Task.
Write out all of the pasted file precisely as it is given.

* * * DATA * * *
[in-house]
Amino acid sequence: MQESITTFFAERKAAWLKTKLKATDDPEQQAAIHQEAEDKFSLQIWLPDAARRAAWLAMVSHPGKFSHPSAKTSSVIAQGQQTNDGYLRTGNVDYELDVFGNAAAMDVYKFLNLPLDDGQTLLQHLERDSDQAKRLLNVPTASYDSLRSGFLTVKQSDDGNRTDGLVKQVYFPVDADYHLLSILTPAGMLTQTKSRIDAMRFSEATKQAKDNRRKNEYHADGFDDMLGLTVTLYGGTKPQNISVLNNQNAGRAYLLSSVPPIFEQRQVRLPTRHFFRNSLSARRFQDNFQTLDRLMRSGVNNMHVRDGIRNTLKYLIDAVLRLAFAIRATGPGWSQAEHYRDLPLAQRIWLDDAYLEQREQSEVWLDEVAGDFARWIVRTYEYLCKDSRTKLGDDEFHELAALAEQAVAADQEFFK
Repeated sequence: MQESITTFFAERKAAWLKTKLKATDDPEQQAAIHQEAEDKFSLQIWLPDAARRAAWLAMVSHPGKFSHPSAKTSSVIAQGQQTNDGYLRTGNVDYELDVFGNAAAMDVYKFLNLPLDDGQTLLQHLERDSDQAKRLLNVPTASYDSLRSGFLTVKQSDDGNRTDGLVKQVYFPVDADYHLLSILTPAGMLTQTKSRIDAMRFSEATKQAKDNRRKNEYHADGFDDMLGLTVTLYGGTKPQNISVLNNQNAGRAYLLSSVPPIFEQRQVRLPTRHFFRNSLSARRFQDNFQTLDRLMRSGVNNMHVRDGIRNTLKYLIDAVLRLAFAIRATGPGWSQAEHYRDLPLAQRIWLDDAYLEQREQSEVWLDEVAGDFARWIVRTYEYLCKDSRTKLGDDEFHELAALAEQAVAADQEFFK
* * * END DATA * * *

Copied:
[in-house]
Amino acid sequence: MQESITTFFAERKAAWLKTKLKATDDPEQQAAIHQEAEDKFSLQIWLPDAARRAAWLAMVSHPGKFSHPSAKTSSVIAQGQQTNDGYLRTGNVDYELDVFGNAAAMDVYKFLNLPLDDGQTLLQHLERDSDQAKRLLNVPTASYDSLRSGFLTVKQSDDGNRTDGLVKQVYFPVDADYHLLSILTPAGMLTQTKSRIDAMRFSEATKQAKDNRRKNEYHADGFDDMLGLTVTLYGGTKPQNISVLNNQNAGRAYLLSSVPPIFEQRQVRLPTRHFFRNSLSARRFQDNFQTLDRLMRSGVNNMHVRDGIRNTLKYLIDAVLRLAFAIRATGPGWSQAEHYRDLPLAQRIWLDDAYLEQREQSEVWLDEVAGDFARWIVRTYEYLCKDSRTKLGDDEFHELAALAEQAVAADQEFFK
Repeated sequence: MQESITTFFAERKAAWLKTKLKATDDPEQQAAIHQEAEDKFSLQIWLPDAARRAAWLAMVSHPGKFSHPSAKTSSVIAQGQQTNDGYLRTGNVDYELDVFGNAAAMDVYKFLNLPLDDGQTLLQHLERDSDQAKRLLNVPTASYDSLRSGFLTVKQSDDGNRTDGLVKQVYFPVDADYHLLSILTPAGMLTQTKSRIDAMRFSEATKQAKDNRRKNEYHADGFDDMLGLTVTLYGGTKPQNISVLNNQNAGRAYLLSSVPPIFEQRQVRLPTRHFFRNSLSARRFQDNFQTLDRLMRSGVNNMHVRDGIRNTLKYLIDAVLRLAFAIRATGPGWSQAEHYRDLPLAQRIWLDDAYLEQREQSEVWLDEVAGDFARWIVRTYEYLCKDSRTKLGDDEFHELAALAEQAVAADQEFFK